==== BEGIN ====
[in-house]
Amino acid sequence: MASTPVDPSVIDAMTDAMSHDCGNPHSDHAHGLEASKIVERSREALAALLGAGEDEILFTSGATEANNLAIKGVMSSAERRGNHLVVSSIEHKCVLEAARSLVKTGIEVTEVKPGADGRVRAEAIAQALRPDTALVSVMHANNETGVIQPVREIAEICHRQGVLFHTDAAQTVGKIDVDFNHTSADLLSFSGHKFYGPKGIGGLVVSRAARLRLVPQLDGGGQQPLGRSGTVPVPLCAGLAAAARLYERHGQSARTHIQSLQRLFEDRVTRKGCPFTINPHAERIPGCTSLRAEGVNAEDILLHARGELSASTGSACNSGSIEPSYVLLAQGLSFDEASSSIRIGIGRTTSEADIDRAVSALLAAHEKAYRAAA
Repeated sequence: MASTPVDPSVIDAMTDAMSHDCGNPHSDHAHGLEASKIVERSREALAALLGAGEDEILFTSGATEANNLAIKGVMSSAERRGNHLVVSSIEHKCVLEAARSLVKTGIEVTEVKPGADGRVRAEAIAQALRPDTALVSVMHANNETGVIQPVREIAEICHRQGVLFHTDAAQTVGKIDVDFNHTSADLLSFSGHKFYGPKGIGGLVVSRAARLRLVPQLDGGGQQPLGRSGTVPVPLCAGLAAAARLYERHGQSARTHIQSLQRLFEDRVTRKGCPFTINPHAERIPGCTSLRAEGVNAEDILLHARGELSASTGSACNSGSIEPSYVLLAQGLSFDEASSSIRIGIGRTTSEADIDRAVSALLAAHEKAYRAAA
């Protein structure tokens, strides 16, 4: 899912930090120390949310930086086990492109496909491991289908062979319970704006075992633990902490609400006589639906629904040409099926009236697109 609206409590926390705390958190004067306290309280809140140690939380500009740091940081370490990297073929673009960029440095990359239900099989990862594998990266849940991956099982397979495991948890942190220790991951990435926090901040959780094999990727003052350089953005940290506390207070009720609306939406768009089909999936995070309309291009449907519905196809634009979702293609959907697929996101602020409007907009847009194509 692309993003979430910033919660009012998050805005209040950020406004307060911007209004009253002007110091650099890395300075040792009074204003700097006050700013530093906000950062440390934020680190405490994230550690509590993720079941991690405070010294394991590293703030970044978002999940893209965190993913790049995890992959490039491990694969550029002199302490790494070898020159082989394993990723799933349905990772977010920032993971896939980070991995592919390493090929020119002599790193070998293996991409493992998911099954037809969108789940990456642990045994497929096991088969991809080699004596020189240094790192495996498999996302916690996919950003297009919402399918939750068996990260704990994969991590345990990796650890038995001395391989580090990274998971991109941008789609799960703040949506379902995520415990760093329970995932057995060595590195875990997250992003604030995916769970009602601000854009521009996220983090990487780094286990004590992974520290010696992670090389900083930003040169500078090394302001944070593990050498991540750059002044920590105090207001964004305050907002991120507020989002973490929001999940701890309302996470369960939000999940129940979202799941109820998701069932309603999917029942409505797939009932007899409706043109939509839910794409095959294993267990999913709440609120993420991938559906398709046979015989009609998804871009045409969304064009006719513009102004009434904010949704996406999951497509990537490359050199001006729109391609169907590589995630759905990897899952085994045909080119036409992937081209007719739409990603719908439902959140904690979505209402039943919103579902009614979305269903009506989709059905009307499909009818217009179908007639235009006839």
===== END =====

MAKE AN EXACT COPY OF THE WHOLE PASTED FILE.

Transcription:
[in-house]
Amino acid sequence: MASTPVDPSVIDAMTDAMSHDCGNPHSDHAHGLEASKIVERSREALAALLGAGEDEILFTSGATEANNLAIKGVMSSAERRGNHLVVSSIEHKCVLEAARSLVKTGIEVTEVKPGADGRVRAEAIAQALRPDTALVSVMHANNETGVIQPVREIAEICHRQGVLFHTDAAQTVGKIDVDFNHTSADLLSFSGHKFYGPKGIGGLVVSRAARLRLVPQLDGGGQQPLGRSGTVPVPLCAGLAAAARLYERHGQSARTHIQSLQRLFEDRVTRKGCPFTINPHAERIPGCTSLRAEGVNAEDILLHARGELSASTGSACNSGSIEPSYVLLAQGLSFDEASSSIRIGIGRTTSEADIDRAVSALLAAHEKAYRAAA
Repeated sequence: MASTPVDPSVIDAMTDAMSHDCGNPHSDHAHGLEASKIVERSREALAALLGAGEDEILFTSGATEANNLAIKGVMSSAERRGNHLVVSSIEHKCVLEAARSLVKTGIEVTEVKPGADGRVRAEAIAQALRPDTALVSVMHANNETGVIQPVREIAEICHRQGVLFHTDAAQTVGKIDVDFNHTSADLLSFSGHKFYGPKGIGGLVVSRAARLRLVPQLDGGGQQPLGRSGTVPVPLCAGLAAAARLYERHGQSARTHIQSLQRLFEDRVTRKGCPFTINPHAERIPGCTSLRAEGVNAEDILLHARGELSASTGSACNSGSIEPSYVLLAQGLSFDEASSSIRIGIGRTTSEADIDRAVSALLAAHEKAYRAAA
């Protein structure tokens, strides 16, 4: 899912930090120390949310930086086990492109496909491991289908062979319970704006075992633990902490609400006589639906629904040409099926009236697109 609206409590926390705390958190004067306290309280809140140690939380500009740091940081370490990297073929673009960029440095990359239900099989990862594998990266849940991956099982397979495991948890942190220790991951990435926090901040959780094999990727003052350089953005940290506390207070009720609306939406768009089909999936995070309309291009449907519905196809634009979702293609959907697929996101602020409007907009847009194509 692309993003979430910033919660009012998050805005209040950020406004307060911007209004009253002007110091650099890395300075040792009074204003700097006050700013530093906000950062440390934020680190405490994230550690509590993720079941991690405070010294394991590293703030970044978002999940893209965190993913790049995890992959490039491990694969550029002199302490790494070898020159082989394993990723799933349905990772977010920032993971896939980070991995592919390493090929020119002599790193070998293996991409493992998911099954037809969108789940990456642990045994497929096991088969991809080699004596020189240094790192495996498999996302916690996919950003297009919402399918939750068996990260704990994969991590345990990796650890038995001395391989580090990274998971991109941008789609799960703040949506379902995520415990760093329970995932057995060595590195875990997250992003604030995916769970009602601000854009521009996220983090990487780094286990004590992974520290010696992670090389900083930003040169500078090394302001944070593990050498991540750059002044920590105090207001964004305050907002991120507020989002973490929001999940701890309302996470369960939000999940129940979202799941109820998701069932309603999917029942409505797939009932007899409706043109939509839910794409095959294993267990999913709440609120993420991938559906398709046979015989009609998804871009045409969304064009006719513009102004009434904010949704996406999951497509990537490359050199001006729109391609169907590589995630759905990897899952085994045909080119036409992937081209007719739409990603719908439902959140904690979505209402039943919103579902009614979305269903009506989709059905009307499909009818217009179908007639235009006839």